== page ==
It was a relatively-quiet week in the hockey world, but I was able to uncover a few stories worth talking about, including Mike Peluso’s lawsuit against the New Jesey Devils and a revived Dallas Stars.
Before I begin this book review, it is necessary to disclose that I never liked Sean Avery during his NHL career. At the same time, I tried my best to have an open mind and be fair when reading his autobiography; what I think of the man should have no bearing on whether or not his book is entertaining or worth reading.
Also, note that Avery’s book goes by two different titles. In the U.S., where he spent his entire NHL career, his book is called “Ice Capades: A Memoir of Fast Living and Tough Hockey,” while in Canada it is called “Offside: My Life Crossing the Line.” The covers vary slightly, but the book is otherwise the same. However, the Canadian title seems more fitting, as Avery was one to push boundaries on and off the ice.
“Ice Capades,” a.k.a. “Offside” — which I will herein refer to as “Avery’s book” — is co-authored by Micheal McKinley, who previously wrote “Hockey: A People’s History” and “Hockey Night in Canada: 60 Seasons.” Avery prefaces his memoir by stating that it is not his intention to change readers’ opinion of him. But reading his book might just soften your opinion on — as Avery calls himself — hockey’s most-famous third-line player.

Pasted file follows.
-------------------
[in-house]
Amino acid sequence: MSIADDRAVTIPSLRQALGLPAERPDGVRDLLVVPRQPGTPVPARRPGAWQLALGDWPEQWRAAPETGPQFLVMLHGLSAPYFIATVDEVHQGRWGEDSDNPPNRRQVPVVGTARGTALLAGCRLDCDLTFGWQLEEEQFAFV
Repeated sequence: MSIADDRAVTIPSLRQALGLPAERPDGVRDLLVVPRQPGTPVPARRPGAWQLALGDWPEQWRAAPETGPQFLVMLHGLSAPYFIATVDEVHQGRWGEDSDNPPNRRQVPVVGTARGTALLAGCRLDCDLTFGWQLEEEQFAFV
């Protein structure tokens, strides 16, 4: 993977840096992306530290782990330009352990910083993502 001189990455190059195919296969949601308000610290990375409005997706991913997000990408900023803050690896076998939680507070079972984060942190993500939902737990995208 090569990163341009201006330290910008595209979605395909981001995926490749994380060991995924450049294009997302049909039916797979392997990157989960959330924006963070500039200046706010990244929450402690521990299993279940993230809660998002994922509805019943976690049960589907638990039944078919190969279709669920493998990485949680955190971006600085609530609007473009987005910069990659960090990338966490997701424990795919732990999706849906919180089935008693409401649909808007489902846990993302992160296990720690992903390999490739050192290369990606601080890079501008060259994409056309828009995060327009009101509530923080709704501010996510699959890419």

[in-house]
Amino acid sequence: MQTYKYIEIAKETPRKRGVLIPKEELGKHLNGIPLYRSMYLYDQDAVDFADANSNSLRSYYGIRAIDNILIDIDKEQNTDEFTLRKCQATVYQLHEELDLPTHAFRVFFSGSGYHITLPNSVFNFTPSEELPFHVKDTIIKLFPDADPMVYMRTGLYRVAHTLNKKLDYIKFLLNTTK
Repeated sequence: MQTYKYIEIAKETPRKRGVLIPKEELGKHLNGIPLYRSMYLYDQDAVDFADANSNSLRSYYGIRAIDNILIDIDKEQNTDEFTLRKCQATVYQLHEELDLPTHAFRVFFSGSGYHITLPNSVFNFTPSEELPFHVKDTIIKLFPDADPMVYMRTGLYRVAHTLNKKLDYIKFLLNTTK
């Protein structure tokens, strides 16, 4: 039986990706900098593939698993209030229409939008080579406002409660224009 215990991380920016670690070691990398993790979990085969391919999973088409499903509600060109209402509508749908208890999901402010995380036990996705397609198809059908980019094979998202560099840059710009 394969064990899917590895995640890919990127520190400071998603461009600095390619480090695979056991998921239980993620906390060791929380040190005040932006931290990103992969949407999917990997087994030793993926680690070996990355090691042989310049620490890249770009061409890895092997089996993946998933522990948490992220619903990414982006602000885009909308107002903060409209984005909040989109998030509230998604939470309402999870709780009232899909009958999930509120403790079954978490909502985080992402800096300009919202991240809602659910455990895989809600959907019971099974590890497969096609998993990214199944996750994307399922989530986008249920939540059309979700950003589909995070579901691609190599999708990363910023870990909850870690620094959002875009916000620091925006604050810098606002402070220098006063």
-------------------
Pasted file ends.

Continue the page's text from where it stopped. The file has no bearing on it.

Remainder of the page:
Yesterday, Eric Lindros was inducted into the Hockey Hall of Fame — and deservedly so. If you look at Lindros’ entire body of work — from his days as a phenom in junior hockey, to competition on the international stage, to his eight years in Philadelphia — he belongs in the Hall. Sure, his productivity sharply declined at the end of his career, but the same could be said of many other Hall of Fame players. Lindros wasn’t just awesome in his prime; he was awesome from day one. Here we will take a look at the career, illustrated with some of his best hockey cards, of one of the Hockey Hall of Fame’s 2016 inductees.